Chapter 5 The Properties of Seawater

Physical Oceanography 1:
The physics of seawater
An overview of Ocean Stratification
Chemical and Physical5-5
Structure of the Oceans
• Tropical and subtropical oceans are permanently layered with
warm, less dense surface water separated from the cold, dense
deep water by a thermocline, a layer in which water temperature
and density change rapidly.
• Temperate regions have a seasonal thermocline and polar regions have none.
Chemical and Physical
Structure of the Oceans
Salinity displays a latitudinal relationship related to
precipitation and evaporation.
• Highest ocean salinity is between 20-30o north and south or
the equator.
• Low salinity at the equator and poleward of 30o results
because evaporation decreases and precipitation increases.
• In some places surface water and deep water are separated
by a halocline, a zone of rapid change in salinity.
• Water stratification (layering) within the ocean is more
pronounced between 40oN and 40oS.
Latitudinal variation in salinity
Salinity Profiles
Chemical and Physical
Structure of the Oceans
Density of sea water is a function of temperature,
salinity and pressure.
• Density increases as temperature decreases
and salinity increases as pressure increases.
• Pressure increases regularly with depth, but
temperature and salinity are more variable.
• Higher salinity water can rest above lower
salinity water if the higher salinity water is
sufficiently warm and the lower salinity
water sufficiently cold.
• Pycnocline is a layer within the water column
where water density changes rapidly with
Density Stratification
Chemical and Physical
Structure of the Oceans
The water column in the ocean can be divided into
the surface layer, pycnocline and deep layer.
• The surface layer is about 100m thick, comprises about 2% of
the ocean volume and is the most variable part of the ocean
because it is in contact with the atmosphere.
• The surface layer is less dense because of lower salinity or higher temperature.
• The pycnocline is transitional between the surface and deep
layers and comprises 18% of the ocean basin.
• In the low latitudes, the pycnocline coincides with the thermocline, but in the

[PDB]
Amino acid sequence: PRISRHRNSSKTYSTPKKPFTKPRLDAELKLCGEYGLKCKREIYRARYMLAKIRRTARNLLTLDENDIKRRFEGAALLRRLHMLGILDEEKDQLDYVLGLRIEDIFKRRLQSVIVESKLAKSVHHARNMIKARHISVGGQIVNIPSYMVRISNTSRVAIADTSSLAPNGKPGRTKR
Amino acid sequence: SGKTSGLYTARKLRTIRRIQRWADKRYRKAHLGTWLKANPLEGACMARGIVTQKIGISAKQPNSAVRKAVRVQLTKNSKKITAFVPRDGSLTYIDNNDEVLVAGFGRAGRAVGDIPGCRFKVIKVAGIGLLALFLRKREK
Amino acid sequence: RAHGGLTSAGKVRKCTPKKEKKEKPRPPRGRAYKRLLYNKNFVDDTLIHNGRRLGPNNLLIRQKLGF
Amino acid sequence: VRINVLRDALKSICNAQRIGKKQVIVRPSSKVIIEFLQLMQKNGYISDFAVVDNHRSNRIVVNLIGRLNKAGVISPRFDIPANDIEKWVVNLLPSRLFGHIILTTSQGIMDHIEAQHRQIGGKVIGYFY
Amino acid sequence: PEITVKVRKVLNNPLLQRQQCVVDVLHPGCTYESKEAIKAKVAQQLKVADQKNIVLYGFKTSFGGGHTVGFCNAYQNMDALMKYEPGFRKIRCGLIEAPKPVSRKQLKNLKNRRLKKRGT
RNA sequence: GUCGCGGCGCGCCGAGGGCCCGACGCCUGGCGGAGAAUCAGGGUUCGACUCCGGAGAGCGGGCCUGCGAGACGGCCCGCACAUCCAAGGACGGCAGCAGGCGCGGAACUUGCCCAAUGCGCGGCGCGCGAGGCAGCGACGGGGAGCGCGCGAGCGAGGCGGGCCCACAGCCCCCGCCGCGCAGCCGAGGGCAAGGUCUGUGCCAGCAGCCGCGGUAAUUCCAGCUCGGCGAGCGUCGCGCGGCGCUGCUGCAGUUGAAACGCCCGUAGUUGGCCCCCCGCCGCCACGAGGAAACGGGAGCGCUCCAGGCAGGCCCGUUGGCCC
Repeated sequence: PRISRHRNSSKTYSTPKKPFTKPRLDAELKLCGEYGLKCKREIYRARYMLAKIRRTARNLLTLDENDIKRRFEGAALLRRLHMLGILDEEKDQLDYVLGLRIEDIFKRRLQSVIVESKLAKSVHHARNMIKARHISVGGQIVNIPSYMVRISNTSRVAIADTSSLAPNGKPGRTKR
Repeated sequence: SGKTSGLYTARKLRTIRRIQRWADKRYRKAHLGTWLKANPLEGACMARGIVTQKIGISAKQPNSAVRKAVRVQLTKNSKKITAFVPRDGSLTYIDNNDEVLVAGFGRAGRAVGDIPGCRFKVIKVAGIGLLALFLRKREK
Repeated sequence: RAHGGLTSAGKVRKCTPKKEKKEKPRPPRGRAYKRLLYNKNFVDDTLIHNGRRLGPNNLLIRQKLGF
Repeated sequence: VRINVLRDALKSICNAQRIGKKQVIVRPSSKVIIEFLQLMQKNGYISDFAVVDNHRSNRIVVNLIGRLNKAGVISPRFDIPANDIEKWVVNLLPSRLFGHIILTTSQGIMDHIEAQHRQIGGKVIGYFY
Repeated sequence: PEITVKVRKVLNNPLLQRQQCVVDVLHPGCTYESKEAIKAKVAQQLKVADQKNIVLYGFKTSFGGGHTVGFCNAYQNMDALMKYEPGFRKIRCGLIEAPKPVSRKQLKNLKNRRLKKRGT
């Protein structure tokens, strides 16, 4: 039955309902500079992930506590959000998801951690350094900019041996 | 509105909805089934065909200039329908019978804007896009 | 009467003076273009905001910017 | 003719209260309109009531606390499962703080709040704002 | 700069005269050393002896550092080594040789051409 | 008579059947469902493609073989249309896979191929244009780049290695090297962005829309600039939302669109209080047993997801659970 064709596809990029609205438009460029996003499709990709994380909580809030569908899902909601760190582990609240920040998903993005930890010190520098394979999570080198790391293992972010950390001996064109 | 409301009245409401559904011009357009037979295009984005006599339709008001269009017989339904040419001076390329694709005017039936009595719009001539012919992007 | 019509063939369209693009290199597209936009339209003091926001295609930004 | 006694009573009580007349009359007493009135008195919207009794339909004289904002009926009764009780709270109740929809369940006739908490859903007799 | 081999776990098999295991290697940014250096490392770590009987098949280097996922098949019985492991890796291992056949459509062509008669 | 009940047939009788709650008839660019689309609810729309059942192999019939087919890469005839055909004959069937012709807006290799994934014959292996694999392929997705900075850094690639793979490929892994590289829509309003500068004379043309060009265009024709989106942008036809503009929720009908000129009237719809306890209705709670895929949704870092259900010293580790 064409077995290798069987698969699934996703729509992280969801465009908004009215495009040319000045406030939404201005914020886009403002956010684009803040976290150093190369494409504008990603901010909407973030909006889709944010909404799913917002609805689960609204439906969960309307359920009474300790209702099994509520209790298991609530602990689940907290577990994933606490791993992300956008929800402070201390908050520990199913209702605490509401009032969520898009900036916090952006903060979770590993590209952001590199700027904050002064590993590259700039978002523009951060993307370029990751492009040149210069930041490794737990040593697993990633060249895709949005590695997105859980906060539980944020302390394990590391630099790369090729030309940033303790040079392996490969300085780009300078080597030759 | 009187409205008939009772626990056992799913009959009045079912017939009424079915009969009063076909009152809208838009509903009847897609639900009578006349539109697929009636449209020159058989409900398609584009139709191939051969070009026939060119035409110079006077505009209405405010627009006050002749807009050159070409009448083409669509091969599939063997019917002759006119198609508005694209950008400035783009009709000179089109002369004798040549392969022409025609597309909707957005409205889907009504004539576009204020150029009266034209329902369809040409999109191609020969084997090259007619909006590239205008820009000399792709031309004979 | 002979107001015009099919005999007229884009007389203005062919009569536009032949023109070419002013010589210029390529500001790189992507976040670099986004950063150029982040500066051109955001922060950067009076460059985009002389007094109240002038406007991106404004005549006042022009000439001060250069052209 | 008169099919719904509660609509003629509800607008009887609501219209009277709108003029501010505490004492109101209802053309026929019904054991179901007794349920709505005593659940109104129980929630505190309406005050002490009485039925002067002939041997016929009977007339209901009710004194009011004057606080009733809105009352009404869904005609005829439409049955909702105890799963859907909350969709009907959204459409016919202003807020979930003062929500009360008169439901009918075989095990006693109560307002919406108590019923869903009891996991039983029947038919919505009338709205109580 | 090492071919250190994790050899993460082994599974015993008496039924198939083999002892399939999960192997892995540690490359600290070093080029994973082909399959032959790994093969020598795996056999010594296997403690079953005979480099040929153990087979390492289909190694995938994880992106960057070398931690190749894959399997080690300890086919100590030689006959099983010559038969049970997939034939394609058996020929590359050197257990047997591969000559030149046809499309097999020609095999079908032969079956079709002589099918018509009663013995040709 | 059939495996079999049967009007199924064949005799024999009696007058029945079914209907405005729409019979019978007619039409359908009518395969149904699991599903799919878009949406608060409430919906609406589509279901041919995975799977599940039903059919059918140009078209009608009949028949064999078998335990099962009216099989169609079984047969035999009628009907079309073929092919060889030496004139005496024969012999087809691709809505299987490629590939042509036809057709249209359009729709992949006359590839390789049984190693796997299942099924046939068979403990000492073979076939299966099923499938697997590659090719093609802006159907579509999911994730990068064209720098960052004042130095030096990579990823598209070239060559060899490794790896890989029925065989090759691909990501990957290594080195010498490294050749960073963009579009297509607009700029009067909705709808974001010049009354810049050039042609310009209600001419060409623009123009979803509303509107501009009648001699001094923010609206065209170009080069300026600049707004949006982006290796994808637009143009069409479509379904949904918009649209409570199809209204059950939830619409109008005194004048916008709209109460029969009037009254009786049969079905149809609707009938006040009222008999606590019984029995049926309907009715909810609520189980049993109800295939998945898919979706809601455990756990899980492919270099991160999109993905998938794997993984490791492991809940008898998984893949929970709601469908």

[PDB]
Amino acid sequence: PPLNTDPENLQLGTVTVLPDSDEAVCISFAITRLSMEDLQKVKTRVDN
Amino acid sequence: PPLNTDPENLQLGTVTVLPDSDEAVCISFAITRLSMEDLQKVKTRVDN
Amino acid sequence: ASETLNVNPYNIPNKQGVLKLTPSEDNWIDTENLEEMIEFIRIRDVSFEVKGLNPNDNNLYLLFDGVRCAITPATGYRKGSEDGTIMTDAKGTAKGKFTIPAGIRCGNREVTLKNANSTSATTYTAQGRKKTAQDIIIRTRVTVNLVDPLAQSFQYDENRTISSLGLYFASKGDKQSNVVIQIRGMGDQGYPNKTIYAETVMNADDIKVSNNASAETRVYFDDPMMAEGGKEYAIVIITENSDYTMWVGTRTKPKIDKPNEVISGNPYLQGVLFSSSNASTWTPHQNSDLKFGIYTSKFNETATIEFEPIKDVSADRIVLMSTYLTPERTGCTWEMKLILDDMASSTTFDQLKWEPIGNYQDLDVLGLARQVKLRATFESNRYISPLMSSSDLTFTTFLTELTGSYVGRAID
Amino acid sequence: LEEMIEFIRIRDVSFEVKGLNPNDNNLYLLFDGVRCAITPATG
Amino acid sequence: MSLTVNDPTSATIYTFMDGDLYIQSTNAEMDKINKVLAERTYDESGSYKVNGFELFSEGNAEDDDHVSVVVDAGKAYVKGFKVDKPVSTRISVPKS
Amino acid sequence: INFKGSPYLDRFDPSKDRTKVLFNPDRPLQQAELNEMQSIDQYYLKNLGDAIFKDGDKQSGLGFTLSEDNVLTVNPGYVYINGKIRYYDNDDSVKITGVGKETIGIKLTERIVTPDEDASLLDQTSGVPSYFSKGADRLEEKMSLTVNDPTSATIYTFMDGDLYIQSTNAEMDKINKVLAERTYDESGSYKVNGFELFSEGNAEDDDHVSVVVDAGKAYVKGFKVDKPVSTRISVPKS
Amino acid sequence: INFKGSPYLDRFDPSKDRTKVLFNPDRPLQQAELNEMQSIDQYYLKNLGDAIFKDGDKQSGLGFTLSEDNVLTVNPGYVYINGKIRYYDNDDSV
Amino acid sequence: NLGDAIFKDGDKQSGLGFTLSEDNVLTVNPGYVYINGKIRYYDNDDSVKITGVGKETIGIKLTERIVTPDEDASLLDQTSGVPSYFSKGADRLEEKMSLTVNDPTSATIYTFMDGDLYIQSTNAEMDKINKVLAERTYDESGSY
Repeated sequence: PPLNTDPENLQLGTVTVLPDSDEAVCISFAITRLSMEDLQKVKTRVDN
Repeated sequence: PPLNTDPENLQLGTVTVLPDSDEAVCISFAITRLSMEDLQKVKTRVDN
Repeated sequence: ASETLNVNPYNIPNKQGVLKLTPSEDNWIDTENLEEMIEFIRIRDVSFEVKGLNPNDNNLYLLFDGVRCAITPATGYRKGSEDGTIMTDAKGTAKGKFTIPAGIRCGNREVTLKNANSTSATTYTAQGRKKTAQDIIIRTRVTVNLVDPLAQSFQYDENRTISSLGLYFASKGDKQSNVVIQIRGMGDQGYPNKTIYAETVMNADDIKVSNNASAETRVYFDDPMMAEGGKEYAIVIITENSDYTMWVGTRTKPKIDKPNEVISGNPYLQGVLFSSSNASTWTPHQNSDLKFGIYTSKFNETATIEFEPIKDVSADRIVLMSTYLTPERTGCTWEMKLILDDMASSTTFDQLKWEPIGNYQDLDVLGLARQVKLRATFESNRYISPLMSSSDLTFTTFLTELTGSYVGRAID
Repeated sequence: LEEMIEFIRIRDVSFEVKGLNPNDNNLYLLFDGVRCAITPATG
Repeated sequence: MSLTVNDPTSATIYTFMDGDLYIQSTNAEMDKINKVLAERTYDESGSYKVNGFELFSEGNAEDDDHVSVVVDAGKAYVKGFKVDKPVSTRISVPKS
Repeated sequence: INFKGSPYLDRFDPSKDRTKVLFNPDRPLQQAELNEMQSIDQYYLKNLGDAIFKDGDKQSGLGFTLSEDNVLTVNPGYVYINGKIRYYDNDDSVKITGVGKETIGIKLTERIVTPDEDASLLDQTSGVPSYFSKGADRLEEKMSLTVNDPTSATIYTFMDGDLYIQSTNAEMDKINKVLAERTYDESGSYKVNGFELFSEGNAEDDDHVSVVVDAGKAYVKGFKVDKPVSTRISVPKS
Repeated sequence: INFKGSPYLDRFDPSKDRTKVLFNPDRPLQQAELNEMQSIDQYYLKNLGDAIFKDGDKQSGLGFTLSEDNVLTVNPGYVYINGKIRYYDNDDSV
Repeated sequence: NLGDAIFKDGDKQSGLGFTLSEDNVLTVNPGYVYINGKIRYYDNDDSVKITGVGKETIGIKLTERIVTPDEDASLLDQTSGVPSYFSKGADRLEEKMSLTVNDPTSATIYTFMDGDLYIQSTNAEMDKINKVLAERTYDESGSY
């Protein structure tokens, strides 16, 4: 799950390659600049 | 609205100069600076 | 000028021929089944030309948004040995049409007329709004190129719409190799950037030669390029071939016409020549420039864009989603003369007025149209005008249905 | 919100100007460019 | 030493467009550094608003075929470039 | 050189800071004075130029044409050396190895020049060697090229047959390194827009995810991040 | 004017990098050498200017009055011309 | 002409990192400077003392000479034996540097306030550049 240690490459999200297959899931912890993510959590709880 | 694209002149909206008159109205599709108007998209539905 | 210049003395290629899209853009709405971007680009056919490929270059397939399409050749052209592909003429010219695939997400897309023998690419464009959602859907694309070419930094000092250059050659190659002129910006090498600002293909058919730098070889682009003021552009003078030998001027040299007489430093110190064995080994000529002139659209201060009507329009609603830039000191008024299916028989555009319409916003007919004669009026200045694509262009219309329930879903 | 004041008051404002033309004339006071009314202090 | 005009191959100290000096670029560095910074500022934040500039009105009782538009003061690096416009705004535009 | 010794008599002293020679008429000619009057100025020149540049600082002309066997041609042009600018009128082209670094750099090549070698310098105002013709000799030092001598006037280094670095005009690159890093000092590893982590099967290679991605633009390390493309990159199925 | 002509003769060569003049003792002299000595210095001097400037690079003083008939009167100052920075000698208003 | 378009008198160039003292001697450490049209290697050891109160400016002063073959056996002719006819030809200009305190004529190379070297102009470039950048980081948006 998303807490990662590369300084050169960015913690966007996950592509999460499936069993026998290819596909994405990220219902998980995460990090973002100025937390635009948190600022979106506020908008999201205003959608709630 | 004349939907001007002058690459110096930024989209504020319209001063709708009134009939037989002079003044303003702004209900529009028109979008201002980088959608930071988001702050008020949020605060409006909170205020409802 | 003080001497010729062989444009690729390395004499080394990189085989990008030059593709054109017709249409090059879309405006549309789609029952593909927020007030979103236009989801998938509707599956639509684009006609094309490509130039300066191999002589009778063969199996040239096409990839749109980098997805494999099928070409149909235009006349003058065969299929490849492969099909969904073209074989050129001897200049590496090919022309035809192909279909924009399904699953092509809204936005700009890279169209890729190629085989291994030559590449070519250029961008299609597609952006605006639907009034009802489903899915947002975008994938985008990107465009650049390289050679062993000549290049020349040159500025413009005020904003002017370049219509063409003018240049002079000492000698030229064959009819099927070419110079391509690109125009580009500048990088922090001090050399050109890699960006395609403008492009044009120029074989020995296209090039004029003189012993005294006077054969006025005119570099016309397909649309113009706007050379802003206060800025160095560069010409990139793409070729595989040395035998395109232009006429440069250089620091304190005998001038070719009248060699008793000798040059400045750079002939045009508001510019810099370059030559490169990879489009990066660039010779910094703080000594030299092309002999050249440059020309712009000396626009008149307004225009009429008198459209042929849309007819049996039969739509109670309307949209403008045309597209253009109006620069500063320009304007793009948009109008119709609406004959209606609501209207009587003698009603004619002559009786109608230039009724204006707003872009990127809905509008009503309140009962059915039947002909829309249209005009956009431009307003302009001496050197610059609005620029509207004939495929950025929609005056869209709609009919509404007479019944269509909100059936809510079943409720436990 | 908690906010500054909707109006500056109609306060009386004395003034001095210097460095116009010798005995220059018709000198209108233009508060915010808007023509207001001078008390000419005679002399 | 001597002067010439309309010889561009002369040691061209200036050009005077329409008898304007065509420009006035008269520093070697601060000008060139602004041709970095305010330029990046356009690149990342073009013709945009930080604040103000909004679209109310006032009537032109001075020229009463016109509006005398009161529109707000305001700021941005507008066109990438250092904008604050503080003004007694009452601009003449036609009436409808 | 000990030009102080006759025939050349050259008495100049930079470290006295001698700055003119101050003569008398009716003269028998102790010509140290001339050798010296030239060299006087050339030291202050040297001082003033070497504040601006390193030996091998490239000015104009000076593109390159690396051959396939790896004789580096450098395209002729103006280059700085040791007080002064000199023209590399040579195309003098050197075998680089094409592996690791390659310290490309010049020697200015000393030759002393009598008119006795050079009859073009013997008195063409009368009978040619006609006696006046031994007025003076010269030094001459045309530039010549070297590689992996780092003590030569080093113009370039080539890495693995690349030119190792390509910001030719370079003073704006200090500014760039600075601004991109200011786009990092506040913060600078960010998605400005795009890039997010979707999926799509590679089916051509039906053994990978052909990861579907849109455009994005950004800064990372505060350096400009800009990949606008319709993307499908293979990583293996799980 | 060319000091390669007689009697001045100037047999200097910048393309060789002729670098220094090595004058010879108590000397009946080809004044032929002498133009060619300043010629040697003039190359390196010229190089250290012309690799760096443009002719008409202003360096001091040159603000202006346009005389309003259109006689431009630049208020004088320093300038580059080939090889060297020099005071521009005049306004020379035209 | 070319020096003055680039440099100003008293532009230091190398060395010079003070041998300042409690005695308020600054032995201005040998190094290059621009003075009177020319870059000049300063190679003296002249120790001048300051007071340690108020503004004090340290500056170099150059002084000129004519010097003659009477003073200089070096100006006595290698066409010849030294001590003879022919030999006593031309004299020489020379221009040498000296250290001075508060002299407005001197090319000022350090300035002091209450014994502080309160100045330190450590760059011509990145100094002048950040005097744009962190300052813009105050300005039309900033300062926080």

mid-latitudes it is the halocline.
• The deep layer represents 80% of the ocean volume.
• Water in the deep layer originates at the surface in high latitudes where it cools,
becomes dense, sinks (convects) to the sea floor and flows outward (advects)
across the ocean basin.
Factors leading to a pycnocline
Density Structure of the Ocean
5-7 System
The Ocean as a Physical
Water is recycled from the ocean to the land and returned to
the sea.
• The reservoirs of water include:
– Oceans - cover 60% of the northern hemisphere and 80% of the southern
hemisphere and contains 97% of Earth’s water.
– Rivers, lakes and glaciers.
– Groundwater - contains a larger volume of water than all of the water in
lakes and rivers.
• The hydrologic cycle describes the exchange of water between
ocean, land and atmosphere.
– On land precipitation exceeds evaporation.
– In the ocean evaporation exceeds precipitation.
• The ocean is part of a biogeochemical system in which land
undergoes weathering and weathered products are transported
to the sea where they may be deposited directly or used by
organisms and later deposited as organic remains or organic
wastes. Deposits are buried, lithified and recycled by plate
tectonics into new land which is weathered and the cycle
The Hydrological cycle
cycling within
the ocean
The Ocean Sciences: Chemical Techniques
• Reversing thermometers automatically record the temperature